The U.S. Supreme Court’s stall has delayed the trial in federal District Court in D.C. on charges directly related to what even Trump now calls “the insurrection.” There Justice Department Special Counsel Jack Smith introduced evidence showing Trump robbed voters of their rights to have their ballots honestly and equally counted, by his attempts to steal the 2020 election.

Claims total immunity

Trump declares that as a former White House occupant, he enjoys absolute immunity from criminal prosecution, forever, not just when he inhabited the Oval Office. That flies in the face of the statement from one leader of Trump’s numerous congressional enablers, Senate Minority Leader Mitch McConnell, R-Ky.

After voting not to convict Trump in impeachment proceedings for leading and aiding the insurrection– prompting other Senate Republicans to follow him like lemmings—McConnell gave a blistering speech blaming Trump for the insurrection and invasion. And McConnell noted Trump was now open to criminal prosecution, as a private citizen.

U.S. District Judge Tanya Chutkan originally planned to begin that trial on the insurrection charges just before Super Tuesday. Now it’s been delayed so long that—if it begins at all—it will run into autumn.

Smith is still pushing for an early trial date so voters will know, before they go to the polls, if Republican nominee Trump is also federal felon Trump.  But a Supreme Court pro-immunity ruling for Trump kills that trial. So would Trump appointees in the Justice Department.

They’d also fire Smith. Given Trump’s vindictiveness, they might try to indict him, in retaliation.

Meanwhile, down in Florida, federal District Judge Aileen Cannon is slow-walking the case charging Trump with illegally purloining the secret papers from the White House four years ago and then disclosing them to unauthorized people, including an Australian business magnate. The secret papers include a Pentagon plan for war on Iran and how many nuclear missiles are on each U.S. submarine.

Smith wants to start that trial, originally scheduled for May, in July. Trump’s lawyers want it to start after the election—again leaving open the possibility that Trump Justice Department toadies could later tell Judge Cannon they’re dropping the case. That would let Trump walk.

Trump’s lawyers in Atlanta tied up the wide-ranging state racketeering and conspiracy case against him by charging that Fulton County (Atlanta) DA Fani Willis had a conflict of interest because—they alleged—she was in “a romantic relationship” with the top investigator she hired on the case. The judge there wound up delaying the racketeering case while ruling that either Willis or the investigator had to quit the trial. The investigator did.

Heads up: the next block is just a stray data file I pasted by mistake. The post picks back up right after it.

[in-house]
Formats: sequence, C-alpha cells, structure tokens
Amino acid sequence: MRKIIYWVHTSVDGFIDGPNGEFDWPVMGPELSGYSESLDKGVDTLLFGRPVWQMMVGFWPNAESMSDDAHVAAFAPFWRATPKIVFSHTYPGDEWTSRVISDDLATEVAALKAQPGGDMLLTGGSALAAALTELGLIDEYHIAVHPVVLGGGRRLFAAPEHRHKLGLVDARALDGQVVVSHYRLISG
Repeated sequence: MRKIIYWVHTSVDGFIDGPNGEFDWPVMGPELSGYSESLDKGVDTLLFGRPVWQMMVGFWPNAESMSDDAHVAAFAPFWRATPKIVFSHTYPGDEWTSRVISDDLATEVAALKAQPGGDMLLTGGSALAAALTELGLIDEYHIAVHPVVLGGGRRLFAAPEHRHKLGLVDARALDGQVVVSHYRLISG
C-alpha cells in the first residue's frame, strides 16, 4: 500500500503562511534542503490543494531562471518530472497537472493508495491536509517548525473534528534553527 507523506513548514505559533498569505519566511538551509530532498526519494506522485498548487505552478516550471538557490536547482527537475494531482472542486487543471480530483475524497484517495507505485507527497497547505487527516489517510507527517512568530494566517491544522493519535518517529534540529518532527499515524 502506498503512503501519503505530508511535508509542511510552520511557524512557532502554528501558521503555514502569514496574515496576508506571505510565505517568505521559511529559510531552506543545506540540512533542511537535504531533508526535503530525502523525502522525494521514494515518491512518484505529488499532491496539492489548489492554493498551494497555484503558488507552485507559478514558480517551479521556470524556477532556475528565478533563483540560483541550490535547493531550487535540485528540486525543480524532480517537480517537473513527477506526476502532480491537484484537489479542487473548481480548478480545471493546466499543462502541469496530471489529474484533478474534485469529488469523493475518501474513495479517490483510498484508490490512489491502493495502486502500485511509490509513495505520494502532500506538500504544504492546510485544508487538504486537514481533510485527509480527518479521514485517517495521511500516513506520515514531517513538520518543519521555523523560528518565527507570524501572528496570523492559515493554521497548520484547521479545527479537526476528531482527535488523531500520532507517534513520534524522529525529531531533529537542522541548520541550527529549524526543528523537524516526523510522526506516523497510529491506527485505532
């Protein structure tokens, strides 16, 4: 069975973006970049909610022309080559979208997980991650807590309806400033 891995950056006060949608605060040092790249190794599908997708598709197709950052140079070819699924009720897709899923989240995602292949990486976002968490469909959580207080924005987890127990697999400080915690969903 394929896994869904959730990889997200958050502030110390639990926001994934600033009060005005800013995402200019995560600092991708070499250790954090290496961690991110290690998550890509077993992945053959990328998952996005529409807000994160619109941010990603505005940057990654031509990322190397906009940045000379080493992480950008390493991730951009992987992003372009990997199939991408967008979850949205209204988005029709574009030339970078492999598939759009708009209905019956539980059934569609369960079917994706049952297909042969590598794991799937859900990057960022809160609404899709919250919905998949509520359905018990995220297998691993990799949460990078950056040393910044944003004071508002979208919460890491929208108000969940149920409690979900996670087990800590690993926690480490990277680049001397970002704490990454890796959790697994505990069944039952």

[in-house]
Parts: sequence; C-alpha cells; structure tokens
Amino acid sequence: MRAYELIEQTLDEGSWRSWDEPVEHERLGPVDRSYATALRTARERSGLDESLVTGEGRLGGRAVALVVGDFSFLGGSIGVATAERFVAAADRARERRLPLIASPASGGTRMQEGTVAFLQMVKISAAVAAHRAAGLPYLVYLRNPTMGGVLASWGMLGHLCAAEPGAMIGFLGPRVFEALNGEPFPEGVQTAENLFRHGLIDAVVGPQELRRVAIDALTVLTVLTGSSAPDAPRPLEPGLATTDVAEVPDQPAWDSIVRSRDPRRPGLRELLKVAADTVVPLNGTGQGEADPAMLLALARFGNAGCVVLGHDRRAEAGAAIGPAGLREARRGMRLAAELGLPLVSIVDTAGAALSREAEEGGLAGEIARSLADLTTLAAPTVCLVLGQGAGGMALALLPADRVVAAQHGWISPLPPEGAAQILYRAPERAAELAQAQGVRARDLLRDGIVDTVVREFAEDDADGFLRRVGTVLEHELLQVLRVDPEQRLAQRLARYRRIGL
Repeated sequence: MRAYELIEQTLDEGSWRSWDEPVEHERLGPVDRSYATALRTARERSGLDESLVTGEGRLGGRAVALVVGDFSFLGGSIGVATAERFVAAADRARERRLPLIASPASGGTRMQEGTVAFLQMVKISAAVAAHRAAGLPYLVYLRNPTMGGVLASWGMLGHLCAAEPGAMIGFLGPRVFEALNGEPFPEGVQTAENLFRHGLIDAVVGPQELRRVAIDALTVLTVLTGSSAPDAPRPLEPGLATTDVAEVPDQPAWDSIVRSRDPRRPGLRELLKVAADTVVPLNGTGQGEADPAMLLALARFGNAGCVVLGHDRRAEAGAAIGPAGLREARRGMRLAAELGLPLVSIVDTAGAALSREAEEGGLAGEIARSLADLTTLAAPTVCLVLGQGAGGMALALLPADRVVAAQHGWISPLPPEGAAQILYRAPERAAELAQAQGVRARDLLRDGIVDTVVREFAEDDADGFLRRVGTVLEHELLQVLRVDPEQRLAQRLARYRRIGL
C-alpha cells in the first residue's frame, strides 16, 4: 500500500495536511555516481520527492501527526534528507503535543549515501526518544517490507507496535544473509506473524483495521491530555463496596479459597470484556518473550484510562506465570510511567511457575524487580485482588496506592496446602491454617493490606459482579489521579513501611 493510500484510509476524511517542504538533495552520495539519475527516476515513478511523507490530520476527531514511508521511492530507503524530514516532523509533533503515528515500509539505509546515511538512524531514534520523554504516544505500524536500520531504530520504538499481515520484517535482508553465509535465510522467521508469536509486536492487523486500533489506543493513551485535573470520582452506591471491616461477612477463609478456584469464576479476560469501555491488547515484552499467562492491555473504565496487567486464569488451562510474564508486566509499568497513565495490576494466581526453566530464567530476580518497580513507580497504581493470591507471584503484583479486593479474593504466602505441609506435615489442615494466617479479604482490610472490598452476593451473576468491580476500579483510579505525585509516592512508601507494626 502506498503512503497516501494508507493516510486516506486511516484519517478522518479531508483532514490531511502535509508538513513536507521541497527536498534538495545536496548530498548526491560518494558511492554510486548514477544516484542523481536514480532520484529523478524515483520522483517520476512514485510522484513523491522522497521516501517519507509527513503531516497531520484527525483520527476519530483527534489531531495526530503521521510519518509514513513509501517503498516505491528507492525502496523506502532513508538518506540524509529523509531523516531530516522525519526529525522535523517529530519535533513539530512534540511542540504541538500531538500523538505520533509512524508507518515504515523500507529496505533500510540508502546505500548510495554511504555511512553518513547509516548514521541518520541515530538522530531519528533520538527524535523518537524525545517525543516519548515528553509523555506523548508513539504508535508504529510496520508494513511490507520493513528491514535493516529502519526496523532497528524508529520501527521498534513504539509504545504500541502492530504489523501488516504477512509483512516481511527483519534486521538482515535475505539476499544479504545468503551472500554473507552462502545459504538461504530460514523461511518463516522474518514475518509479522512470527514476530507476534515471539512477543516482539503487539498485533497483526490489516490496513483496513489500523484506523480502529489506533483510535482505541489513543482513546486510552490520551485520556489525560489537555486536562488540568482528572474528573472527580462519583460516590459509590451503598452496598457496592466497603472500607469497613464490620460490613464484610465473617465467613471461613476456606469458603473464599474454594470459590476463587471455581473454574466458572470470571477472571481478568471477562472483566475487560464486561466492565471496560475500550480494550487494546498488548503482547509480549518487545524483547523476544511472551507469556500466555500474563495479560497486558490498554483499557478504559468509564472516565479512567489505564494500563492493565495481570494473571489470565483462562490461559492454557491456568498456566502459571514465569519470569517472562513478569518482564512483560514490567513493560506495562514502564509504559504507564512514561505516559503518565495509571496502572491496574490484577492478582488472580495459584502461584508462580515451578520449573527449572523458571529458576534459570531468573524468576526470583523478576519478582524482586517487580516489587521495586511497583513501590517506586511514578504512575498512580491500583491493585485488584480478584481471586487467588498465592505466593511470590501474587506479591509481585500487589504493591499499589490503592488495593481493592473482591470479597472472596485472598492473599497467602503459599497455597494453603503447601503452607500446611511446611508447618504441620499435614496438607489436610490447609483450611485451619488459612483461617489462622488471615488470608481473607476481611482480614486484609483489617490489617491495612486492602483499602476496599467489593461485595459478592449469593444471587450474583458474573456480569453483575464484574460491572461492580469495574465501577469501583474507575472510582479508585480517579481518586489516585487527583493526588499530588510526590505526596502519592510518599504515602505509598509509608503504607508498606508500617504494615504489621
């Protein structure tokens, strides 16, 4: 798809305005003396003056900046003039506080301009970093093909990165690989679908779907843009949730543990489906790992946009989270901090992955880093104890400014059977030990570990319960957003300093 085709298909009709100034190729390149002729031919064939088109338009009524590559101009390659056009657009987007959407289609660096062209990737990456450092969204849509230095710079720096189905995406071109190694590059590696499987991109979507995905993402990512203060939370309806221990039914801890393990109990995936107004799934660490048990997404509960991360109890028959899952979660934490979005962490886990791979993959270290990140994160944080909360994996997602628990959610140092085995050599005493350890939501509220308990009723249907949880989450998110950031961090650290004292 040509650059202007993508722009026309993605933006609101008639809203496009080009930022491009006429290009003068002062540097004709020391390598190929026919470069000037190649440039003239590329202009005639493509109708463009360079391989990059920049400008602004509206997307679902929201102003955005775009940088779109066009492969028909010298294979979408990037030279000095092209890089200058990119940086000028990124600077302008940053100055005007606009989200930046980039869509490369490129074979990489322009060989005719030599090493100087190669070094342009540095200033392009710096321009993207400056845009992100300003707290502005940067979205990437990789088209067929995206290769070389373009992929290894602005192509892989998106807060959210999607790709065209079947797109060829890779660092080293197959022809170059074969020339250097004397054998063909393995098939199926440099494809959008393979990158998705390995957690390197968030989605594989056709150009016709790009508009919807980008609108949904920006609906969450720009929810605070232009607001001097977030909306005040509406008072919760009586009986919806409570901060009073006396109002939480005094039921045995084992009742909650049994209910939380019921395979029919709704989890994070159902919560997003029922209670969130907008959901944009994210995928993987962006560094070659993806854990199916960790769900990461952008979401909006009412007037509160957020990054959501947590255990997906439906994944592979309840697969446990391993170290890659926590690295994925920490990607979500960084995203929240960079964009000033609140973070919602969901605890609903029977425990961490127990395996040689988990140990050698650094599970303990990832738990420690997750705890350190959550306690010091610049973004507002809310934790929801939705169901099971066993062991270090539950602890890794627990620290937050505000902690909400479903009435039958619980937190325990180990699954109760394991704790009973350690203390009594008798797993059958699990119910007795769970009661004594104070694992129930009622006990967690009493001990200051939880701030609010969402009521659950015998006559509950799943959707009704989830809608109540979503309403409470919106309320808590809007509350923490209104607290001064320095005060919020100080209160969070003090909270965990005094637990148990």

Superior Court Judge Scott McAfee also threw out six of the counts against Trump, ruling Willis’s charges needed more details in back of them. One of the six involved Trump’s infamous phone call to Georgia Secretary of State Brad Raffensperger, a Republican and its top elections official, demanding Raffensperger “find” 11,780 popular votes for Trump—enough to give him Georgia’s electoral votes by one popular ballot.

In short, to steal the election, at least in Georgia.

One Trump case is moving forward, starting with jury selection on April 15. But it has nothing to do with the 2020 campaign. Instead, it’s on 34 counts covering whether Trump, through his “fixer” Michael Cohen, paid hush money during the 2016 presidential campaign to former adult film star Stormy Daniels to cover up their affair, then hid them as business expenses.

In a March 25 hearing, with Trump in attendance, Trump’s lawyers demanded Judge Juan Merchan toss the indictment out or further delay the trial. He said “No.”

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Mark Gruenberg
Mark Gruenberg

Award-winning journalist Mark Gruenberg is head of the Washington, D.C., bureau of People's World. He is also the editor of the union news service Press Associates Inc. (PAI). Known for his reporting skills, sharp wit, and voluminous knowledge of history, Mark is a compassionate interviewer but tough when going after big corporations and their billionaire owners.